Please note: The Style Invitational has moved to a new page here.

Week 729: Otherwordly Visions

Network News

X Profile
View More Activity
Saturday, September 1, 2007

"I'm not proposing tax relief because it's the popular thing to do, I'm proposing it because it's the right thing to do." -- George W. Bush

Plain English version

"I'm proposing it because it's a right popular thing to do."
(Jennifer Hart, Arlington)

This handy translation landed big ink in 2000, in what was helpfully numbered Week IX, even though the Invitational was by then seven years old. In this campaign season, further clarifications are in order. This week: Take any sentence in an article or ad in The Washington Post or on from Sept. 1 through Sept. 10 and translate it into "plain English," as in the example above. Please specify what article the sentence is from, and what date and page. If necessary, briefly explain the context of the sentence.

Winner gets the Inker, the official Style Invitational trophy. Second place receives a pack of Genuine Panda Poo paper from the San Diego Zoo, stationery made from the bamboo-rich fibers of you-know-what, donated by Intermittent Loser David Smith of Santa Cruz, Calif.

Other runners-up win their choice of a coveted Style Invitational Loser T-shirt or yearned-for Loser Mug. Honorable Mentions (or whatever they're called that week) get one of the lusted-after Style Invitational Magnets. One prize per entrant per week. Send your entries by e-mail to or by fax to 202-334-4312. Deadline is Monday, Sept. 10. Put "Week 729" in the subject line of your e-mail, or it risks being ignored as spam. Include your name, postal address and phone number with your entry. Contests are judged on the basis of humor and originality. All entries become the property of The Washington Post. Entries may be edited for taste or content. Results will be published Sept. 29. No purchase required for entry. Employees of The Washington Post, and their immediate relatives, are not eligible for prizes. Pseudonymous entries will be disqualified. The revised title for next week's contest is by Kevin Dopart, who borrowed it from Eric Murphy. This week's Honorable Mentions name is by Anne Paris of Arlington.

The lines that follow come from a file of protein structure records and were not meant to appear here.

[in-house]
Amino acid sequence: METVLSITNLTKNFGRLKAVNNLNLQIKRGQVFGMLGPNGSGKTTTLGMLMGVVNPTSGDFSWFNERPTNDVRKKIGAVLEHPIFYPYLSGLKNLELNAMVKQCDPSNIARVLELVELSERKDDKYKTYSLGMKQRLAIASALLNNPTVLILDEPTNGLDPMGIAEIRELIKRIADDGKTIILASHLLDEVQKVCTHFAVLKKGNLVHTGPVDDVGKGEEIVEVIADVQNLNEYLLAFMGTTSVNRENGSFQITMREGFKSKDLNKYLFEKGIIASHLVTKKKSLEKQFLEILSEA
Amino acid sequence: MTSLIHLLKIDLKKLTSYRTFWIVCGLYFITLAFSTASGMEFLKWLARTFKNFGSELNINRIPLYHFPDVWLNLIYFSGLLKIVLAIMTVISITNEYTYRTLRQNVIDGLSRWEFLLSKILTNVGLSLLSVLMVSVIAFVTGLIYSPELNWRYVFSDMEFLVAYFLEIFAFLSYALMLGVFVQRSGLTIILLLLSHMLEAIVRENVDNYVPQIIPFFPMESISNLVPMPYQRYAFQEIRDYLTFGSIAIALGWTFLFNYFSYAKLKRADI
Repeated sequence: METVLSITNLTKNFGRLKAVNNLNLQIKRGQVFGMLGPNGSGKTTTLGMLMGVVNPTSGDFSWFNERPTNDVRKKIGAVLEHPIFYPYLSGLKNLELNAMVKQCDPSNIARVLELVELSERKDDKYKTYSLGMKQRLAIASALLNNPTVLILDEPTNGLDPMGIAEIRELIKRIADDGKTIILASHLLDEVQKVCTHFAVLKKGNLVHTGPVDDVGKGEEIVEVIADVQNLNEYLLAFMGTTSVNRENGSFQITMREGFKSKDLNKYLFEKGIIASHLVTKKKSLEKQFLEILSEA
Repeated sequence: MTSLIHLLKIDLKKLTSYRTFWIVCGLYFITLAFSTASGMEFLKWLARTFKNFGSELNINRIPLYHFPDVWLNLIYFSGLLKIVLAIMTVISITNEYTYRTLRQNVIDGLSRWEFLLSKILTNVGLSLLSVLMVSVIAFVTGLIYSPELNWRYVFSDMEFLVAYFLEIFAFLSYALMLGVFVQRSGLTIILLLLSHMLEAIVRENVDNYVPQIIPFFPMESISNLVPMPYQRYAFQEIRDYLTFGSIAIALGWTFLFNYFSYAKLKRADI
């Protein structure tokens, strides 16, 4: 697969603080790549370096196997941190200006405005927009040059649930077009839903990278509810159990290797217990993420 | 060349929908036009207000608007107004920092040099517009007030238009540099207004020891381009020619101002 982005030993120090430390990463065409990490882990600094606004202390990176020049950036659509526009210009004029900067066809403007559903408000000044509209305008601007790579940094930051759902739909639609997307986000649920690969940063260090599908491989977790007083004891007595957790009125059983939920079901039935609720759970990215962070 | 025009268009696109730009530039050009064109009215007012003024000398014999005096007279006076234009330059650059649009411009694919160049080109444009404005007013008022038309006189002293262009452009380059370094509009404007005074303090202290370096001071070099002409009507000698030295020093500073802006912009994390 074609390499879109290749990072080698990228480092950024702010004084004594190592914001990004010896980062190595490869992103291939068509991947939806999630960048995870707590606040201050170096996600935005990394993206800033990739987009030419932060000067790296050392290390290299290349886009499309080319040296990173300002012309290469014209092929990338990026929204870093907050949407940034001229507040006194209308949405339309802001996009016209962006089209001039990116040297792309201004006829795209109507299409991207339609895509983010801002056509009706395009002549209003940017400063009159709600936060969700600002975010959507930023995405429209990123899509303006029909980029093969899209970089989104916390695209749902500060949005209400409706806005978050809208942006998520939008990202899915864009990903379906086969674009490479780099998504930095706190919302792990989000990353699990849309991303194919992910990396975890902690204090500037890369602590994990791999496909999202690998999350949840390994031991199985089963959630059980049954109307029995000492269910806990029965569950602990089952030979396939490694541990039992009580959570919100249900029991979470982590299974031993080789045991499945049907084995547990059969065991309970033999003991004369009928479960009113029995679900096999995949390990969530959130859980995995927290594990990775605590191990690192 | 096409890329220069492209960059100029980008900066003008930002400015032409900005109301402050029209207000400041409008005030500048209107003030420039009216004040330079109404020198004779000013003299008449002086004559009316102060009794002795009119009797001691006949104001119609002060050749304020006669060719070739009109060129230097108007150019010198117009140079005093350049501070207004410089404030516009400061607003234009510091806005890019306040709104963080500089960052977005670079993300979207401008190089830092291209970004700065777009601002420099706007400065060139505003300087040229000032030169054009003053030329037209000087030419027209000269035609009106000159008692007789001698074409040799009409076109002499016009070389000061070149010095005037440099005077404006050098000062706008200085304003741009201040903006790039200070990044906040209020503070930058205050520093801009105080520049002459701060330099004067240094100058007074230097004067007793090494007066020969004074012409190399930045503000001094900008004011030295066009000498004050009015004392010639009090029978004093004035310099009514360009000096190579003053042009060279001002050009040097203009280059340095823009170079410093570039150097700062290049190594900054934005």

Report From Week 725

in which we supplied several "captions" and asked you to describe the cartoons they would accompany: The Empress posted this contest, at the Czar's suggestion, with some trepidation, concerned that dozens of descriptions of undrawn cartoons would just be too tedious. She concedes that her fears were unfounded, and therefore owes the Czar the heart cut out of her chest. Invitational Cartoonist Bob Staake chose this week's top four winners from the entries below, and will personally deface each winning sketch with his signature as a prize.

(Bob Staake for The Washington Post)

4. A small error in pronunciation can have huge consequences.
(Marty McCullen, Gettysburg, Pa.)

(Bob Staake for The Washington Post)

3. Bob just wasn't a "word person."
(Jean Sorensen, Herndon)

(Bob Staake for The Washington Post)

2. Old dog learns new trick.
(Dan Colilla, Pittsburgh)

And the Winner of the Inker

(Bob Staake for The Washington Post)

"No, no, Sonia! It was supposed to be a harmonica!"
(Cy Gardner, Arlington)

A Thousand Words Not Worth a Picture

Bob just wasn't a "word person."

Bob drowning in fast-flowing river, frantically signaling with his hands, while people on the riverbank look befuddled: "Um, movie? Two words?" (Bird Waring, New York)